The son of a very good friend recently asked if he could treat our house like his home-away-from-home while he trains for a month at Luke. I’ve known Brandon since he was 5, so I of course said yes. But I didn’t really know what to expect since guests are an unknown until you actually have them.

Some people, naturally, are difficult. But even people I enjoy having around can be a different sort of drain because they can turn my place of relaxation and refuge into a work zone, which is psychologically taxing…like going on a vacation and needing another vacation afterwards to recover.

Well, after several days, I can honestly say I’ve never had anyone be around so much and yet inconvenience me so little. The boys love playing with him, and we’ve all done stuff together, but somehow or other it simply feels like he isn’t really there at all, which I mean in the very best of ways. All I know is I have a new goal whenever I stay with other people: to make my presence in their home disrupt their lives and ability to relax as little a possible.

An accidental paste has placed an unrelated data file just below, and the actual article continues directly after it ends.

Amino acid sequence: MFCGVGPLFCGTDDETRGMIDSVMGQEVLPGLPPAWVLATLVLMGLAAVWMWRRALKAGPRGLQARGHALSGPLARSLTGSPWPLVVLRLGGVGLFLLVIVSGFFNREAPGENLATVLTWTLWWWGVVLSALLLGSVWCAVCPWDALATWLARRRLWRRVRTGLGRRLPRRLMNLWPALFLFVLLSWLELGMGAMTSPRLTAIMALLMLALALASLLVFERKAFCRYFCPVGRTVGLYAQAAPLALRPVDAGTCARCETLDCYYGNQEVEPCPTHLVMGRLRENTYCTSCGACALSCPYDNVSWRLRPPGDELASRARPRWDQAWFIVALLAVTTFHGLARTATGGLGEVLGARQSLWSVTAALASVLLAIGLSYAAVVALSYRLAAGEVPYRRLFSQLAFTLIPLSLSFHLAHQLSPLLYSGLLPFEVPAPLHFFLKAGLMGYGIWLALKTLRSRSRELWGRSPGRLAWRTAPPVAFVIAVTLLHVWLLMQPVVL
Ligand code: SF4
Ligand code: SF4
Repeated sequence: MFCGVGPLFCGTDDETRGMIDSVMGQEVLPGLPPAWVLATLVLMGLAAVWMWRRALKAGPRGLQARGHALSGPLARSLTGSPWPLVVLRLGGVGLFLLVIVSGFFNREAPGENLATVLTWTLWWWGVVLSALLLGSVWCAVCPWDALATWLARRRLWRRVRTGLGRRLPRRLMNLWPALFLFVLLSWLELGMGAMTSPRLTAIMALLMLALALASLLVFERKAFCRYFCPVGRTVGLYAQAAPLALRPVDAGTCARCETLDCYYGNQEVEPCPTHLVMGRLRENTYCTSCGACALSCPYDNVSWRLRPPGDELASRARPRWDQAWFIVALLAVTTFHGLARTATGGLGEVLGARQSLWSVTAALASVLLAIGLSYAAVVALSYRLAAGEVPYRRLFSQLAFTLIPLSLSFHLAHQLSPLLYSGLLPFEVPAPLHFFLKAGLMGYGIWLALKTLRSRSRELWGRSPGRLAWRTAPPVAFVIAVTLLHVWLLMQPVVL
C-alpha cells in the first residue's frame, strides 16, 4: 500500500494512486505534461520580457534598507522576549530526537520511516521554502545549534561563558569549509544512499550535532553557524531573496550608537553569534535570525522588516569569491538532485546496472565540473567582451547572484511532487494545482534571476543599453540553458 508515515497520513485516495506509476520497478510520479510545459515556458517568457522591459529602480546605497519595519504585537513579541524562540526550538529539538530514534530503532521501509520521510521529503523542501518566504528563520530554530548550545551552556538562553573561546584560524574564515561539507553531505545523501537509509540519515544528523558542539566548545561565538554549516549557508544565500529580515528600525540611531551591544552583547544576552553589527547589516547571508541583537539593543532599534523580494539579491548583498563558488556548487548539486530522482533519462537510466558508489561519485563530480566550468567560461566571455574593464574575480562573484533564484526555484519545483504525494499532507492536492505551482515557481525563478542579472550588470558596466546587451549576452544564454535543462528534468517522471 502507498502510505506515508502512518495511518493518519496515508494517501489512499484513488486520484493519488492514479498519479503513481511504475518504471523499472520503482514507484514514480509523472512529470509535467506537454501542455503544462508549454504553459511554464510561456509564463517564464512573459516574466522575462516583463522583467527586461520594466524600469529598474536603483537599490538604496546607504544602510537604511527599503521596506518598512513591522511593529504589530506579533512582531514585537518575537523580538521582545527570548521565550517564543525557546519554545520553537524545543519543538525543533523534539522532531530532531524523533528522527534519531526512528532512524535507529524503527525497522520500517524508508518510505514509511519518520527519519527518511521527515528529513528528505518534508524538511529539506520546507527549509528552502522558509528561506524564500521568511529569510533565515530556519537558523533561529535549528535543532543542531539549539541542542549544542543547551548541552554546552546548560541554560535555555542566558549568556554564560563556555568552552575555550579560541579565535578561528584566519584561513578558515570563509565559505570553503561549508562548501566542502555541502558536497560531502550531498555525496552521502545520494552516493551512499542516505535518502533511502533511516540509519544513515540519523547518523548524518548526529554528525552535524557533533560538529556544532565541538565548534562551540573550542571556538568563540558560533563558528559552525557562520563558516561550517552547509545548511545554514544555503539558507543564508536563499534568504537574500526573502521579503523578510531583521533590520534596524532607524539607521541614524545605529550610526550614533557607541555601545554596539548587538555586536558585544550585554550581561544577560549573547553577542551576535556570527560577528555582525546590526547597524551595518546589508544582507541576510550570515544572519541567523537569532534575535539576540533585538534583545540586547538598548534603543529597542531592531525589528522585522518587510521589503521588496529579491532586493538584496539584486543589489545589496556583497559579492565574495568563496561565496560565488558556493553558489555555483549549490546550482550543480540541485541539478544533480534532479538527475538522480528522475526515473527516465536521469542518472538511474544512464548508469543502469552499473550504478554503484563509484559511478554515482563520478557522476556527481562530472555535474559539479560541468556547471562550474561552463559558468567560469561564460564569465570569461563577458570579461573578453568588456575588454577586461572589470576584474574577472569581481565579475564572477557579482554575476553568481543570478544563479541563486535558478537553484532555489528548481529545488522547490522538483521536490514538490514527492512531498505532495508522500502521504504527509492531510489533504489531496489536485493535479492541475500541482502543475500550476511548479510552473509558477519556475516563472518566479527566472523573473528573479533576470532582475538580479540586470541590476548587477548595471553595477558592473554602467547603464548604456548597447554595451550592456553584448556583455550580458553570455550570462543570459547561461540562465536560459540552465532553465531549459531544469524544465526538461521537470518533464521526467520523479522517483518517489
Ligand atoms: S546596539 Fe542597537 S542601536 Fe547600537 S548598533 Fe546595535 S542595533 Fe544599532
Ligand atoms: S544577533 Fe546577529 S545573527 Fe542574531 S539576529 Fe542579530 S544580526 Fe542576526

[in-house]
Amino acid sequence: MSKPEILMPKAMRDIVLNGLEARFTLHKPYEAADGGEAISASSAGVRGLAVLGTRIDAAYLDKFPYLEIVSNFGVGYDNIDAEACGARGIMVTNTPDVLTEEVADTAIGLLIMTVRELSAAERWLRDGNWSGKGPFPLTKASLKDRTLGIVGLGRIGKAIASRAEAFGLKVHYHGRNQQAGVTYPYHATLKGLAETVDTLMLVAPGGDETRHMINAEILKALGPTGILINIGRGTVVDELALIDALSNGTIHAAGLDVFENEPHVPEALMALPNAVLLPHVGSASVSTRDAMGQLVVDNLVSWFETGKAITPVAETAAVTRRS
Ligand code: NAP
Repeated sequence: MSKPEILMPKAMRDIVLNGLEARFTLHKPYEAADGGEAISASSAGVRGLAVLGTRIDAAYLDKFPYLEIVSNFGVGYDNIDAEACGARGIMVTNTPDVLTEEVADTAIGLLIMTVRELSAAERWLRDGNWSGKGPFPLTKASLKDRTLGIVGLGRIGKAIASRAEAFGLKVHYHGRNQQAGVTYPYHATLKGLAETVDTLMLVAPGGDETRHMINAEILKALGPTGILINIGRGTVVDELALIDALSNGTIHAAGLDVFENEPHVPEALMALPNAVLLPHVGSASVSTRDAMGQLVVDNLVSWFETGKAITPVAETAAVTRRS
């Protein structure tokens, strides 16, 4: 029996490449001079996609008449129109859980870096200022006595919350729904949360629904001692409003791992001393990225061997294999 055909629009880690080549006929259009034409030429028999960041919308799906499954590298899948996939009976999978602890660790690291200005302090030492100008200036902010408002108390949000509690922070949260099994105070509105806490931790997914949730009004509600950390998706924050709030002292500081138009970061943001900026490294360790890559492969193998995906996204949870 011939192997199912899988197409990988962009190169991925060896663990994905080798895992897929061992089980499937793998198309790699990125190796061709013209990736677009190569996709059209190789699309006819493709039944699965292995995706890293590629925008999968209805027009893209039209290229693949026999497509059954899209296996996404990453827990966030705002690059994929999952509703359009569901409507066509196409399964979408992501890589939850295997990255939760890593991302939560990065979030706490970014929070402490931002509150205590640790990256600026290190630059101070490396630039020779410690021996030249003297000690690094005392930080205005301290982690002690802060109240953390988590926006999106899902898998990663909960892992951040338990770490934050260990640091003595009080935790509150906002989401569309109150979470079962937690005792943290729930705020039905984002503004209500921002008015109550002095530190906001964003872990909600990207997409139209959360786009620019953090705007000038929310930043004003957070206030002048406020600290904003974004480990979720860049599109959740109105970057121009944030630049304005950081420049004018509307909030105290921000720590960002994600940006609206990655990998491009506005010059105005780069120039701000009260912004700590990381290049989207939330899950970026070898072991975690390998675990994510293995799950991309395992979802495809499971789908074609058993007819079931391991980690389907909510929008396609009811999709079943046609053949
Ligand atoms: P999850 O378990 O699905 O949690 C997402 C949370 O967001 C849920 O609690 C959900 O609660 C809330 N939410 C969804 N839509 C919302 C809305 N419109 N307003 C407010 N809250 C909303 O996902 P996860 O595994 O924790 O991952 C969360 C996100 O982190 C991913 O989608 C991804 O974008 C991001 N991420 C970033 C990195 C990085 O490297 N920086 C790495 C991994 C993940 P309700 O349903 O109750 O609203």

Thought of the Day 01.18.10

Although I live in Phoenix, I’m still from St. Louis, where we love our baseball team. Well, the other day I was driving past an SUV with a Cardinals hitch cover, and I got so excited. Here was a fellow fan, and all I wanted to do was connect with him somehow. Should I honk? Should I wave? We don’t have a universal gang sign, so I wound up doing nothing. But I really wanted to connect with this stranger who I knew shared and would understand my enthusiasm. Unfortunately for me, that response looks an awful lot like idolatry.

I mean, when I see Christian symbols on cars, it doesn’t give me anywhere near the sense of solidarity this did. So what explains this difference? Well, it could be I love the Cardinals too much. It could also be that I don’t love Christ nearly enough. Or it could just be the rarity of such an encounter. When I’m in St. Louis, I don’t have any such impulse, and if I were in a place where few people were Christians, I think I’d be much more excited to find one.